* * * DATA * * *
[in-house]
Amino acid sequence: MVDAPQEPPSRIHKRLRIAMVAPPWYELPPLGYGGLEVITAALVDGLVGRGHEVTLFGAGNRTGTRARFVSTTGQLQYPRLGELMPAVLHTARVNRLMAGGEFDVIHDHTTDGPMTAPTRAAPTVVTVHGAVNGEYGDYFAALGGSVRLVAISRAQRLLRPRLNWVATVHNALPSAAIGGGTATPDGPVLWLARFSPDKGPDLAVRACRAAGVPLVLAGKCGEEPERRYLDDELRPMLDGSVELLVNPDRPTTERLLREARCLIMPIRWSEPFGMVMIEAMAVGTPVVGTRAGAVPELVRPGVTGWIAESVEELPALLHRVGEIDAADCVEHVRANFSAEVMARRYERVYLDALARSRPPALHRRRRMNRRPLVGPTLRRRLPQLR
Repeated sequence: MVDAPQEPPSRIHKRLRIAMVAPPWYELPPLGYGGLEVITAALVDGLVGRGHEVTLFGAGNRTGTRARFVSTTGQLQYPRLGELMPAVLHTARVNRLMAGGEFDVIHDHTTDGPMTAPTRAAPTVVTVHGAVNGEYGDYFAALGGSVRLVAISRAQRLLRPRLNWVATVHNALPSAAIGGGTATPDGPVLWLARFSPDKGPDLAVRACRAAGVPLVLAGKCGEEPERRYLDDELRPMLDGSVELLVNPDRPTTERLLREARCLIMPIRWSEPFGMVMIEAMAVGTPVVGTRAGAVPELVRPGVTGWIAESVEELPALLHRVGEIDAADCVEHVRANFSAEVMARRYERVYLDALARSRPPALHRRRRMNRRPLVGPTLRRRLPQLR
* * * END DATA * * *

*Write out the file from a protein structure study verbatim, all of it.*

[in-house]
Amino acid sequence: MVDAPQEPPSRIHKRLRIAMVAPPWYELPPLGYGGLEVITAALVDGLVGRGHEVTLFGAGNRTGTRARFVSTTGQLQYPRLGELMPAVLHTARVNRLMAGGEFDVIHDHTTDGPMTAPTRAAPTVVTVHGAVNGEYGDYFAALGGSVRLVAISRAQRLLRPRLNWVATVHNALPSAAIGGGTATPDGPVLWLARFSPDKGPDLAVRACRAAGVPLVLAGKCGEEPERRYLDDELRPMLDGSVELLVNPDRPTTERLLREARCLIMPIRWSEPFGMVMIEAMAVGTPVVGTRAGAVPELVRPGVTGWIAESVEELPALLHRVGEIDAADCVEHVRANFSAEVMARRYERVYLDALARSRPPALHRRRRMNRRPLVGPTLRRRLPQLR
Repeated sequence: MVDAPQEPPSRIHKRLRIAMVAPPWYELPPLGYGGLEVITAALVDGLVGRGHEVTLFGAGNRTGTRARFVSTTGQLQYPRLGELMPAVLHTARVNRLMAGGEFDVIHDHTTDGPMTAPTRAAPTVVTVHGAVNGEYGDYFAALGGSVRLVAISRAQRLLRPRLNWVATVHNALPSAAIGGGTATPDGPVLWLARFSPDKGPDLAVRACRAAGVPLVLAGKCGEEPERRYLDDELRPMLDGSVELLVNPDRPTTERLLREARCLIMPIRWSEPFGMVMIEAMAVGTPVVGTRAGAVPELVRPGVTGWIAESVEELPALLHRVGEIDAADCVEHVRANFSAEVMARRYERVYLDALARSRPPALHRRRRMNRRPLVGPTLRRRLPQLR